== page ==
The simplified understanding of the filmic experience, which Sobchack theorizes against, places the viewer within the passive entity of the audience. This can be aligned with Heidegger’s concept of Dasein and Das Man. In ‘Being and Time’, Heidegger sets out his thoughts surrounding the human being, or the Dasein. Heidegger’s concept of human existence is a being-in-the-world; it is not an idea of life within solitary confinement. Instead the being is tied to a full world, it is an essential part of existence: “But to Dasein, Being in a world is something that belongs essentially. Thus Dasein’s understanding of Being pertains with equal primordiality both to an understanding of something like a ‘world’, and to the understanding of the being of those entities which become accessible within the world.” (M.H, 13, 2008) However because Dasein is a public being it potentially becomes an inauthentic entity, which Heidegger referred to as Das Man, which is often translated as the ‘they’ or ‘one’[2]. The Dasein falls away from itself and into the Das Man, which is a public mass of beings, as Heidegger explains:

In utilizing public means of transport and in making use of the information services such as the newspaper, every Other is like the next. This Being-with-one-another dissolves one’s own Dasein completely into the kind of Being of ‘the Others’, in such a way, indeed, that the Others, as distinguishable and explicit, vanish more and more. In this inconspicuousness and unascertainability, the real dictatorship of the ‘they’ is unfolded. (M.H, 164, 2008)

The fallen Dasein is an inescapable possibility, due to the fact that the Dasein is a being-in-the-world. When applied to the apparatus of cinema, the Das Man becomes the audience, a public entity, which the spectator has fallen into. The passive cinematic Das Man lets the film wash over them, as Geoff King describes: “Sitting back and simply ‘taking-in’ the spectacle, the impact of the ‘big’ special effects, seeing to be as important a source of pleasure in these films as the joys of narrative; perhaps more so, or at least more obviously so for many viewers.” (G.K, 29, 2000). In ‘Spectacular Narrative: Hollywood in the Age of the Blockbuster’, King discusses the typical large-scale, big budget, Hollywood film, citing ‘Independence Day’, ‘Titanic’ and ‘Star Wars’ as examples. This form of film can be contrasted with those that draw attention to the medium and make the viewer medium-aware. In ‘Projecting Illusion: Film Spectatorship and the Impression of Reality’ Richard Allen, like Sobchack, argues that the subject-object duality is illogical. Instead Allen, using the theories of French critic Jean-Pierre Oudart, states the viewer actively takes part in the illusionistic realm of cinema. Allen applies Richard Wollheim’s theory of ‘seeing-in’, which Wollheim sets out in ‘Painting as an Art’. Within the realm of painting, the spectator sees a painting, the painterly marks, and how it forms the pictorial illusion: “On the other hand, the medium-aware viewer of a representational painting – the viewer who looks at a painting as a painting of something – looks at the way in which the surface of the painting has been marked in order to produce an image of the object.” (R.A, 83, 1995)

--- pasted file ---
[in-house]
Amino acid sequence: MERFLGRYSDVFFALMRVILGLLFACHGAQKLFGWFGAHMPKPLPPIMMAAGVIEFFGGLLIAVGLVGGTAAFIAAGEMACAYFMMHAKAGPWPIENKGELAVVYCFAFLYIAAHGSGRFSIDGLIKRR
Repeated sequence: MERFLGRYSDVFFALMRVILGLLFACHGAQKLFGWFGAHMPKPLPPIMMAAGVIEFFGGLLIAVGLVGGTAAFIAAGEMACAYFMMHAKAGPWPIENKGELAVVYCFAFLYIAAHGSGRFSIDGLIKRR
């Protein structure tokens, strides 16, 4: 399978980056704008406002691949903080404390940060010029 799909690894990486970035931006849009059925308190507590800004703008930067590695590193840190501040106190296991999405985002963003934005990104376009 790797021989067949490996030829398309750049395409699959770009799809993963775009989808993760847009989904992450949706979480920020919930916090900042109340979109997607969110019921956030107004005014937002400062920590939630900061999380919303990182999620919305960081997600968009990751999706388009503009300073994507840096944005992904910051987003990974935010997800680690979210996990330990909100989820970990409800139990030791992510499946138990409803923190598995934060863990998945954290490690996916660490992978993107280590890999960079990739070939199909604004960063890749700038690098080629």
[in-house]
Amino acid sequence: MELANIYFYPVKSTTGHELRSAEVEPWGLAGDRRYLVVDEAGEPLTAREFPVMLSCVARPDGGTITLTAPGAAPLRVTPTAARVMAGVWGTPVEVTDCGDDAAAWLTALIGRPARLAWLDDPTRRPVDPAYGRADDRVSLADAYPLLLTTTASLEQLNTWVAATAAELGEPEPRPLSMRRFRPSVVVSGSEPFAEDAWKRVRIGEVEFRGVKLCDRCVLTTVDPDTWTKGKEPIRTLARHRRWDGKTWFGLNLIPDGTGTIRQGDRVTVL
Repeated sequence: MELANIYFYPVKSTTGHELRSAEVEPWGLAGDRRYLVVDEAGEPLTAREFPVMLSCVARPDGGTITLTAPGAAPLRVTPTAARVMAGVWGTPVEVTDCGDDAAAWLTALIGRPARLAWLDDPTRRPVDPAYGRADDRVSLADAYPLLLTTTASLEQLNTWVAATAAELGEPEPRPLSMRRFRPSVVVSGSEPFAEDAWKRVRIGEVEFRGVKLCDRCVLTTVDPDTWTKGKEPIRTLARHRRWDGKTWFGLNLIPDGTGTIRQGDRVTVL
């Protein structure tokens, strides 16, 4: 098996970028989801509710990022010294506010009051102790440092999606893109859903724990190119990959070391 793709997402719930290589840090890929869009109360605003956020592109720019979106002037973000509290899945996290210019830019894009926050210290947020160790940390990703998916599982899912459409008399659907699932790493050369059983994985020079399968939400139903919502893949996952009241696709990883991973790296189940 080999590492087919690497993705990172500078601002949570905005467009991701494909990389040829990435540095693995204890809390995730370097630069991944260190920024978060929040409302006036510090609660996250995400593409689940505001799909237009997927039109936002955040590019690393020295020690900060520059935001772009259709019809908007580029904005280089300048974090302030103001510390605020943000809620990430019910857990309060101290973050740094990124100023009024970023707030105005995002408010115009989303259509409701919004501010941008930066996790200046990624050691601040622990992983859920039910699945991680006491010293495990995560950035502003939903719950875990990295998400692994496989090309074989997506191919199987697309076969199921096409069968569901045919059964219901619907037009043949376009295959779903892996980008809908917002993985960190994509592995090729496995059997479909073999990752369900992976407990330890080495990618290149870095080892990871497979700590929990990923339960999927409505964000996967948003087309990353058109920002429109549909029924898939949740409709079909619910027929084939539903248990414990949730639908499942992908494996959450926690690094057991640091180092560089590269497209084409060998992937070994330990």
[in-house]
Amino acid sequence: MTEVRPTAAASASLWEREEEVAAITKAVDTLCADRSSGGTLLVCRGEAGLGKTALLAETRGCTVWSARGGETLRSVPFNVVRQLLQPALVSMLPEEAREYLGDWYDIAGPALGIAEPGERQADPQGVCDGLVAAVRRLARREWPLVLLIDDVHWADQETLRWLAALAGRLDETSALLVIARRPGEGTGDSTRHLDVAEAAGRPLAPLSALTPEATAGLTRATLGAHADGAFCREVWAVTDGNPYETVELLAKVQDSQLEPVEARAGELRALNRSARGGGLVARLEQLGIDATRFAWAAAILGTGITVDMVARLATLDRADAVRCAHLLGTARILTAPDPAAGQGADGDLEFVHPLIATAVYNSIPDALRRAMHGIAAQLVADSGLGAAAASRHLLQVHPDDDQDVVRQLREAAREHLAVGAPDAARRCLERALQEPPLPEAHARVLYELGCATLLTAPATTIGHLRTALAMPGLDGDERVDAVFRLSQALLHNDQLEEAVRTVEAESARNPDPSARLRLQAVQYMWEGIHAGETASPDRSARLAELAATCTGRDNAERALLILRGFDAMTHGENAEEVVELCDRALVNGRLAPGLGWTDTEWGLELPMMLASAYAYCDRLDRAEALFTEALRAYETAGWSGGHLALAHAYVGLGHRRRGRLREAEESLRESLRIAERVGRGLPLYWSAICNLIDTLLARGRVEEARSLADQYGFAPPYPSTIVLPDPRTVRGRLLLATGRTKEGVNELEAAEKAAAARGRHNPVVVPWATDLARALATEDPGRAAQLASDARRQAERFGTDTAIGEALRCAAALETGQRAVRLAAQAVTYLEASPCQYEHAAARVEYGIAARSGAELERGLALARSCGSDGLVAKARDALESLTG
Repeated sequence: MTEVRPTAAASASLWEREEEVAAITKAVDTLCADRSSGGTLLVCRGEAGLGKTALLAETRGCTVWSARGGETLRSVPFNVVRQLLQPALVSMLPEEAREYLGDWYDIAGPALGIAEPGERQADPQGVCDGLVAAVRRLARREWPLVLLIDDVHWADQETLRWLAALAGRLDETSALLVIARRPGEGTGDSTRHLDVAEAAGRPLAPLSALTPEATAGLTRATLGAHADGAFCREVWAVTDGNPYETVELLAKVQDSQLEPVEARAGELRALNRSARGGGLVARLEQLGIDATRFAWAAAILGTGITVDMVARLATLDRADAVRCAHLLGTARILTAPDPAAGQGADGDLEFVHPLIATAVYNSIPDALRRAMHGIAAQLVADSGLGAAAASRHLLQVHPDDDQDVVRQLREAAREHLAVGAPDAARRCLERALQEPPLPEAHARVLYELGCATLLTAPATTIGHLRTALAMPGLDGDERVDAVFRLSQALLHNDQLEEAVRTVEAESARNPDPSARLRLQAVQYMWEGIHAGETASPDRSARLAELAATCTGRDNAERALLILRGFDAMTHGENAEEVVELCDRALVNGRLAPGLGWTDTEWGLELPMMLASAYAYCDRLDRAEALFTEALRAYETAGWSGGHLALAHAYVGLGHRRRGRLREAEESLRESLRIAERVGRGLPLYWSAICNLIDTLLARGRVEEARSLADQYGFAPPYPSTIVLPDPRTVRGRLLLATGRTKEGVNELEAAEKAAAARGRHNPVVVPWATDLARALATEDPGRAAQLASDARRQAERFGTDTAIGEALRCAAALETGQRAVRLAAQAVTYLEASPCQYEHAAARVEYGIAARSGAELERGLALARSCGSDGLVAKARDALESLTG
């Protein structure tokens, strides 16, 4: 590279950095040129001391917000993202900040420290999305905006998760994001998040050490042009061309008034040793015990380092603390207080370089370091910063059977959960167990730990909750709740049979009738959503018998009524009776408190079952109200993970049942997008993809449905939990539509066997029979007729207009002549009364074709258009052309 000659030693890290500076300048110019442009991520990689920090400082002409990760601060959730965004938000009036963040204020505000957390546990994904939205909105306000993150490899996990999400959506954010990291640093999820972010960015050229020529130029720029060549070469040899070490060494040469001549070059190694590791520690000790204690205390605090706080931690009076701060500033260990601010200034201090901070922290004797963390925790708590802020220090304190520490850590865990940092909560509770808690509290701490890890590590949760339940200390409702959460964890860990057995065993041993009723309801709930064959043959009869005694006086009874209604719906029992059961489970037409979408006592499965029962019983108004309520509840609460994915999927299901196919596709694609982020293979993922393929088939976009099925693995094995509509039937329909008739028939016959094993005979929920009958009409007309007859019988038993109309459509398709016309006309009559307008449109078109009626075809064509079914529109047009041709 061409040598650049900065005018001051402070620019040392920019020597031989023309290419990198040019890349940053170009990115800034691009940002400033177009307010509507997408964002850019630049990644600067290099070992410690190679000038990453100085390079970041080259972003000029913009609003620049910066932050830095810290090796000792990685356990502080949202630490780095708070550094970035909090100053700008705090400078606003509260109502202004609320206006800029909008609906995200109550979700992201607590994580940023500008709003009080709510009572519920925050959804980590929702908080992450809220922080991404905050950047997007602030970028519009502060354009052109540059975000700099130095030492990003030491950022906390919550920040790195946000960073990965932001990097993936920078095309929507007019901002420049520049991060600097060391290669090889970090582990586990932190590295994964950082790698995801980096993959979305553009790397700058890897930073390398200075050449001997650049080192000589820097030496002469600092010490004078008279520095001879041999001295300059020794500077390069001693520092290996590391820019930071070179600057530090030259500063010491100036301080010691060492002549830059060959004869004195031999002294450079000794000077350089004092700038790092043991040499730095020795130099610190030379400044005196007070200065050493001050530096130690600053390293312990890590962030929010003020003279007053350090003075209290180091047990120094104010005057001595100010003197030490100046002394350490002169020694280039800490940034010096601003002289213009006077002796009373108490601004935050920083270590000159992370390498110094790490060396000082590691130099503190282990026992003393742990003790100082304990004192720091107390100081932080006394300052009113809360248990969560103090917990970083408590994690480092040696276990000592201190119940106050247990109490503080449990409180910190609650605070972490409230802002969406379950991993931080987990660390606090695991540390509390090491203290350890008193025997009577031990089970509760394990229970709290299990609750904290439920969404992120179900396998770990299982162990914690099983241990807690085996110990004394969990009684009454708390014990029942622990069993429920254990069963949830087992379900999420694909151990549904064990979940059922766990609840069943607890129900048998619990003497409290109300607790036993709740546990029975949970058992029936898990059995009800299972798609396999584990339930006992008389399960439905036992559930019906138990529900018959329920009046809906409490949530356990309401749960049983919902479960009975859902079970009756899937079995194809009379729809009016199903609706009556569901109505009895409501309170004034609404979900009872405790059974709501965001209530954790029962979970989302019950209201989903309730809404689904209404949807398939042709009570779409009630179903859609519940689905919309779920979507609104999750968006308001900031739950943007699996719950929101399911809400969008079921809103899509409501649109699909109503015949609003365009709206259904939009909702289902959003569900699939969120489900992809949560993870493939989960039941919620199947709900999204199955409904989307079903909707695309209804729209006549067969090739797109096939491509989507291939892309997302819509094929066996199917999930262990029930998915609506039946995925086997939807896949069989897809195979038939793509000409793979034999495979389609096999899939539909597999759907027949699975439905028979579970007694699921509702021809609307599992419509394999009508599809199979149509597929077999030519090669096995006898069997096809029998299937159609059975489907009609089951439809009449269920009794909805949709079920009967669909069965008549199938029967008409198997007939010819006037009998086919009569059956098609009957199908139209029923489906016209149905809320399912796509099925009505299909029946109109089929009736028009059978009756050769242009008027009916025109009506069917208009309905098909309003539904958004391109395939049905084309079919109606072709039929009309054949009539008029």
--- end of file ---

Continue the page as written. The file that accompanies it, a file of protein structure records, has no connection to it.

By applying this to cinema, Allen suggests the medium-aware spectator. This is a viewer who is aware that they are seeing a ‘projected illusion’; they entertain the idea that what they are seeing is real, but know it is not. When discussing medium-awareness, Allen states that it is not predictable and not stable. Allen also discusses the nature of perceptual oscillation, where the viewer is unable to see both the brushstrokes within the paint and the depicted object at the same time. If this is applied to film, two states can exist within cinema for the spectator, the first is the zone of medium-awareness where the viewer is awake to their surroundings within the cinematic apparatus, the second is where the spectator is subsumed within the audience and immersed into the illusionary spectacle of cinema. Within the second space, the viewer has lost their sense of self: the Dasein is absorbed into the cinema and into the Das Man.

[1] Balsom states that Michel Foucault uses and defines dispositif, in ‘Confessions of the Flesh’ in ‘Power/Knowledge’.

[2] ‘One’ is the translation that Hubert L. Dreyfus uses for Das Man in ‘-in-the-World: A Commentary on Heidegger’s Being and Time, Division 1’. ‘They’ is used in the English translated version of ‘Being and Time’ by Heidegger.

For the full version go to Re-Sounding Blog A space for thinking about sound and audiovision.